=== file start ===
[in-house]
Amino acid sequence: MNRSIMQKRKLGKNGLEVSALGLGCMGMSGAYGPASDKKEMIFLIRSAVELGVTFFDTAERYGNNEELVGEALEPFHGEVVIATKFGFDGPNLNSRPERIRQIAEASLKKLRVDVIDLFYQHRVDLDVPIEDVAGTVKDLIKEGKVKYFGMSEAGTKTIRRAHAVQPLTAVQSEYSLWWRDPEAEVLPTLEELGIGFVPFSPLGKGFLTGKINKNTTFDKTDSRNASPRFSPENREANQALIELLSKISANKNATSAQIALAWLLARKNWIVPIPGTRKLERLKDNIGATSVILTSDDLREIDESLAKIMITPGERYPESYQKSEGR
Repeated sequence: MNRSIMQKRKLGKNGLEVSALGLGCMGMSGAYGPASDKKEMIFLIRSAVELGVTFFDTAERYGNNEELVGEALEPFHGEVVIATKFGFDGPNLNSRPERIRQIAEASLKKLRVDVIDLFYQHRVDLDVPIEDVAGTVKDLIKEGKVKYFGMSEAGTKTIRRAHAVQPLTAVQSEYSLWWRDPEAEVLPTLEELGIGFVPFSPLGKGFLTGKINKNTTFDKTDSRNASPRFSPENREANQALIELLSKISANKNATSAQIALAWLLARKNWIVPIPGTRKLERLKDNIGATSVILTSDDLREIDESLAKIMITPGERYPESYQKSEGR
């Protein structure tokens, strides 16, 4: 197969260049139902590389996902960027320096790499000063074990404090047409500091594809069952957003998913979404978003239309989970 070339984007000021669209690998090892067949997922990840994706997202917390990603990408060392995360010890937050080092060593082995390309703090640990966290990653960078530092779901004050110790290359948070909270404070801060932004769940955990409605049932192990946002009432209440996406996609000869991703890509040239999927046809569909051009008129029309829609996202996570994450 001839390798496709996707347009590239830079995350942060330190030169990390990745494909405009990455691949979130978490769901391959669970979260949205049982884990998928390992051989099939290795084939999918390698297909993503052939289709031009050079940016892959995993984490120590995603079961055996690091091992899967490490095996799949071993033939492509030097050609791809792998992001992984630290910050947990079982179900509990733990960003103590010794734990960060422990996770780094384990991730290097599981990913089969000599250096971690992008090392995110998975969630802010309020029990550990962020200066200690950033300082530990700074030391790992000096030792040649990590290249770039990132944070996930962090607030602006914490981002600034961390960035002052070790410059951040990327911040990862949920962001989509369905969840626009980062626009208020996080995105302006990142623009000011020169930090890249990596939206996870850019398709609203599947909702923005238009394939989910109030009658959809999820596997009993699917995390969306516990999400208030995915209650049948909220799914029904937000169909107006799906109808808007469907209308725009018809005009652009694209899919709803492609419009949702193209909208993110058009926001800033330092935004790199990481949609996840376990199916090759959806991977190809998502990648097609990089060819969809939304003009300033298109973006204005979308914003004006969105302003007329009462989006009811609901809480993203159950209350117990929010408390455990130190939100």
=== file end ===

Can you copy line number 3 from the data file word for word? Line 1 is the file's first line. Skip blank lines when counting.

Repeated sequence: MNRSIMQKRKLGKNGLEVSALGLGCMGMSGAYGPASDKKEMIFLIRSAVELGVTFFDTAERYGNNEELVGEALEPFHGEVVIATKFGFDGPNLNSRPERIRQIAEASLKKLRVDVIDLFYQHRVDLDVPIEDVAGTVKDLIKEGKVKYFGMSEAGTKTIRRAHAVQPLTAVQSEYSLWWRDPEAEVLPTLEELGIGFVPFSPLGKGFLTGKINKNTTFDKTDSRNASPRFSPENREANQALIELLSKISANKNATSAQIALAWLLARKNWIVPIPGTRKLERLKDNIGATSVILTSDDLREIDESLAKIMITPGERYPESYQKSEGR